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Press Releases


Breast Pumping Can Be a Challenge

When breastfeeding does not come natural to mothers whether due to illness, psychological barriers or other problems that may come with giving birth to a baby, then breast pumping can be an option that will still allow moms to get that incredible nutritional breast milk to their baby.

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Breast Milk Protects from Some of the Effects of Poverty

Despite the fact that virtually all health and nutrition authorities agree that breastfeeding and pumping are the preferred feeding methods; the majority of low income American babies are raised on infant formula. According to research conducted by the Mother and Infant Research Unit at the University of York, in England, low income babies, who need the immunological, psychological and economical benefits the most, are more than 25 percent less likely to breastfeed than women with larger incomes.

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News and Articles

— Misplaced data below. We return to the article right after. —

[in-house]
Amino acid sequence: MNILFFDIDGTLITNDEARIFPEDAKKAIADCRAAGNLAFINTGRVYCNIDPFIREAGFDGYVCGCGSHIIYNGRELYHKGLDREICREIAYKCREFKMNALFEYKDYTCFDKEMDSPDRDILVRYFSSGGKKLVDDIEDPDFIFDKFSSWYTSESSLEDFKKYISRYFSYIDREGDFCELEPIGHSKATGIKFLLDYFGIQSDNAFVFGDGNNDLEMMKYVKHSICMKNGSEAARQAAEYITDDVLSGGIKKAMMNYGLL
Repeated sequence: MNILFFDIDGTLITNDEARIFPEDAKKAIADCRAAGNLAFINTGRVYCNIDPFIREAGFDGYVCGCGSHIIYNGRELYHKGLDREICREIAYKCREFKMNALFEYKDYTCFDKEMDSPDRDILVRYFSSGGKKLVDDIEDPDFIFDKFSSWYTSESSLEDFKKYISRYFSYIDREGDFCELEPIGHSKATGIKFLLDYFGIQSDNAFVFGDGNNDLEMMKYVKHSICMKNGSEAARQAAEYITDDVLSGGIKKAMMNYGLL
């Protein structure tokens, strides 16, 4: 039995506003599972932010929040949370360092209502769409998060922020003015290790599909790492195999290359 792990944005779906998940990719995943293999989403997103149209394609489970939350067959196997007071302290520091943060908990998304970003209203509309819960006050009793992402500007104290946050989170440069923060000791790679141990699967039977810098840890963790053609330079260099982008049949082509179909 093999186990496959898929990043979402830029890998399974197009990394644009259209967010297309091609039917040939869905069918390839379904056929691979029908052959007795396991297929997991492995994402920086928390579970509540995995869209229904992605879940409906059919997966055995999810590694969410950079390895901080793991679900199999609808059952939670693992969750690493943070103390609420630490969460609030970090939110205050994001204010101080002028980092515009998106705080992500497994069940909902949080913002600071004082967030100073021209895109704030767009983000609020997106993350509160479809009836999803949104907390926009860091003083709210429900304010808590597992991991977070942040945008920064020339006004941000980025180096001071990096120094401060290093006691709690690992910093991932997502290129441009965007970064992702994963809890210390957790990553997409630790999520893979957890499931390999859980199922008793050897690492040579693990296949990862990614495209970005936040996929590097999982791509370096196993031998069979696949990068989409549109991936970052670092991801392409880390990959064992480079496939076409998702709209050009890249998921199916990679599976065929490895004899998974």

Charity finds breast pumps for low-income families

For moms who breastfeed their babies, a breast pump can be invaluable when they need more rest or if they’ll have to be away from the baby.

But a breast pump’s usefulness is relatively short-lived. After the baby is weaned, the pump goes up on a shelf or in a closet.

Since top-of-the-line, electric breast pumps can cost $200-$300 these days, it seems like a waste.

Prairieville mom Wendy Williamson thought so. A strong believer in the benefits of breast milk, she wondered why there was no place to recycle used breast pumps.

So, she created one — a charity that collects donated pumps and provides them to breast-feeding moms in low-income families.

Named for the infant son that Wendy and her husband, Robert, lost several years ago, the Zachary Williamson Memorial Foundation provides its good works through a Web site — http://www.GotBreastPump.com.

“Moms love it (the breast pump). They don’t want to throw this expensive machine away,” she said of the women who donate the pumps.

The Web site has been operating for about a year, and Williamson has been getting a donated breast pump delivered to her home about once a week.

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